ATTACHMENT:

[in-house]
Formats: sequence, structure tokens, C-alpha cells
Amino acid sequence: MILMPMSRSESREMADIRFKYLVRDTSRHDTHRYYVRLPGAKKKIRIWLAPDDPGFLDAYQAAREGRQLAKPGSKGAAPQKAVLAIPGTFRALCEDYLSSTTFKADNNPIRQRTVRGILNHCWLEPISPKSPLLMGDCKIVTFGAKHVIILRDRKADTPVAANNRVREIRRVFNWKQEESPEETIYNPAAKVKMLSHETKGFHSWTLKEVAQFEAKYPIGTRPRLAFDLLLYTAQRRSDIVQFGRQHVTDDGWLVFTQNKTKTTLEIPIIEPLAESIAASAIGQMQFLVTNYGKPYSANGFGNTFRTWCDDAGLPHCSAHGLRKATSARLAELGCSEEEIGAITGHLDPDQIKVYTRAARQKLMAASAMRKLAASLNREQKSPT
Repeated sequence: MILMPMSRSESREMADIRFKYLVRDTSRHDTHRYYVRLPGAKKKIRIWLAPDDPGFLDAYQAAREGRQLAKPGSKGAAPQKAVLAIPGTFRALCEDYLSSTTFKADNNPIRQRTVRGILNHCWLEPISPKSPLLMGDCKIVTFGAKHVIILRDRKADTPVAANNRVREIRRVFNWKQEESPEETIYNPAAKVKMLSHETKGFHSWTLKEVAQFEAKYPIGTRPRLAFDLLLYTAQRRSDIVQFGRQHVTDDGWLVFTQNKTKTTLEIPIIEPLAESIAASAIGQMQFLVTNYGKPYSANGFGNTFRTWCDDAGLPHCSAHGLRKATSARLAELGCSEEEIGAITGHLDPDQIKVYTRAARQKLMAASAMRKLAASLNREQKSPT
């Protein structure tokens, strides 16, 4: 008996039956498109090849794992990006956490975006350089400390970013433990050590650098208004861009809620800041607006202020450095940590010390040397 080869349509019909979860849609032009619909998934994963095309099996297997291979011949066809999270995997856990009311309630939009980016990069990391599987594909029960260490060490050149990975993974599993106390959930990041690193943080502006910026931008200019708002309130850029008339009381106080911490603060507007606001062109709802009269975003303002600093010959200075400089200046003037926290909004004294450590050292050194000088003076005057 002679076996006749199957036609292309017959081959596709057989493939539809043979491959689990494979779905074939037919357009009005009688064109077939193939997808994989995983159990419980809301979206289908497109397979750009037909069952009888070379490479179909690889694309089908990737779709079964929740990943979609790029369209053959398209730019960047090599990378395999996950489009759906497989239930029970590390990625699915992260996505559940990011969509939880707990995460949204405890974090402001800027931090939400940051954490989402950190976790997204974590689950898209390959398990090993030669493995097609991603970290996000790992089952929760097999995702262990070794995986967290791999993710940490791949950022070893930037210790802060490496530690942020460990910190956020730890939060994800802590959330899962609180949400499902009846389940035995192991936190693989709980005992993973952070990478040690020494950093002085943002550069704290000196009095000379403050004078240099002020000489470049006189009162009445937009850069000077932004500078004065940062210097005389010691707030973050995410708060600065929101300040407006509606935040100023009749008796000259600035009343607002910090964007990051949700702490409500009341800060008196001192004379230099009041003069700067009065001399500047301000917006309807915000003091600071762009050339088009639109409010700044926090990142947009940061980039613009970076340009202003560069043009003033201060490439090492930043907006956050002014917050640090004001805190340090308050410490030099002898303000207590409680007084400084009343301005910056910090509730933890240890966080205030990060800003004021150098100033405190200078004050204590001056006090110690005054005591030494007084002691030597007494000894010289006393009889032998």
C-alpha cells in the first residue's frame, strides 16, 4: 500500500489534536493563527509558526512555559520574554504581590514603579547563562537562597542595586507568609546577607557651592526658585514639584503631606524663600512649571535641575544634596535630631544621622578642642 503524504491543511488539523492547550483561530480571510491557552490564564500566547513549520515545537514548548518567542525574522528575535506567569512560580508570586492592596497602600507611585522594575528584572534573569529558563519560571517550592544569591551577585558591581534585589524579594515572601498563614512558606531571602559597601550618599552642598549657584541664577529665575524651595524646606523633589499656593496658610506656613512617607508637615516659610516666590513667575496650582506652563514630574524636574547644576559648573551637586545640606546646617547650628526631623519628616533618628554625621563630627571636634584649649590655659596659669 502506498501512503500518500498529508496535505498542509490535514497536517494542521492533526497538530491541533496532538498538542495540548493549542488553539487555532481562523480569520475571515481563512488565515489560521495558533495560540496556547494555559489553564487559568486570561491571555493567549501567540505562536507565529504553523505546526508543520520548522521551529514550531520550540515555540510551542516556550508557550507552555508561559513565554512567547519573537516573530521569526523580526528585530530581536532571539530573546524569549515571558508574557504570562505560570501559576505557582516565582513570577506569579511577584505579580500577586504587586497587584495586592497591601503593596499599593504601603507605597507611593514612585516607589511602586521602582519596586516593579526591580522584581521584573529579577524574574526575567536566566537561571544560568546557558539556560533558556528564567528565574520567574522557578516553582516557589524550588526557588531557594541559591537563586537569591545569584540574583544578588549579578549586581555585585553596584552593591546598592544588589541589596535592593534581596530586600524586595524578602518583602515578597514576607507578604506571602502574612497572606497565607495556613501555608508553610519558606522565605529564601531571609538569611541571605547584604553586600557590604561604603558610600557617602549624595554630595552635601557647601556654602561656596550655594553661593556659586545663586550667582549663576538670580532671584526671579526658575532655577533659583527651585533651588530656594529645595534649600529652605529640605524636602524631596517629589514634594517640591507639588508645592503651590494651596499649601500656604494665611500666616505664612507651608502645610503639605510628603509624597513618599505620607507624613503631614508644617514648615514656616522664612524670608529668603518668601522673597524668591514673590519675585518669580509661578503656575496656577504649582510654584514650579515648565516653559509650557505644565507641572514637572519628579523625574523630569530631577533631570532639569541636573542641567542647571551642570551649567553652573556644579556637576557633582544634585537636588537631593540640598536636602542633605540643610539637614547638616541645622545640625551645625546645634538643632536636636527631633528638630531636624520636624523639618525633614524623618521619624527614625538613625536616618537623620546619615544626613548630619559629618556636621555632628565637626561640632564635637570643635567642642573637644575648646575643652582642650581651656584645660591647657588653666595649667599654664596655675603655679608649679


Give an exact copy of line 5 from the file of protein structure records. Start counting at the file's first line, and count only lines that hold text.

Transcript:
């Protein structure tokens, strides 16, 4: 008996039956498109090849794992990006956490975006350089400390970013433990050590650098208004861009809620800041607006202020450095940590010390040397 080869349509019909979860849609032009619909998934994963095309099996297997291979011949066809999270995997856990009311309630939009980016990069990391599987594909029960260490060490050149990975993974599993106390959930990041690193943080502006910026931008200019708002309130850029008339009381106080911490603060507007606001062109709802009269975003303002600093010959200075400089200046003037926290909004004294450590050292050194000088003076005057 002679076996006749199957036609292309017959081959596709057989493939539809043979491959689990494979779905074939037919357009009005009688064109077939193939997808994989995983159990419980809301979206289908497109397979750009037909069952009888070379490479179909690889694309089908990737779709079964929740990943979609790029369209053959398209730019960047090599990378395999996950489009759906497989239930029970590390990625699915992260996505559940990011969509939880707990995460949204405890974090402001800027931090939400940051954490989402950190976790997204974590689950898209390959398990090993030669493995097609991603970290996000790992089952929760097999995702262990070794995986967290791999993710940490791949950022070893930037210790802060490496530690942020460990910190956020730890939060994800802590959330899962609180949400499902009846389940035995192991936190693989709980005992993973952070990478040690020494950093002085943002550069704290000196009095000379403050004078240099002020000489470049006189009162009445937009850069000077932004500078004065940062210097005389010691707030973050995410708060600065929101300040407006509606935040100023009749008796000259600035009343607002910090964007990051949700702490409500009341800060008196001192004379230099009041003069700067009065001399500047301000917006309807915000003091600071762009050339088009639109409010700044926090990142947009940061980039613009970076340009202003560069043009003033201060490439090492930043907006956050002014917050640090004001805190340090308050410490030099002898303000207590409680007084400084009343301005910056910090509730933890240890966080205030990060800003004021150098100033405190200078004050204590001056006090110690005054005591030494007084002691030597007494000894010289006393009889032998």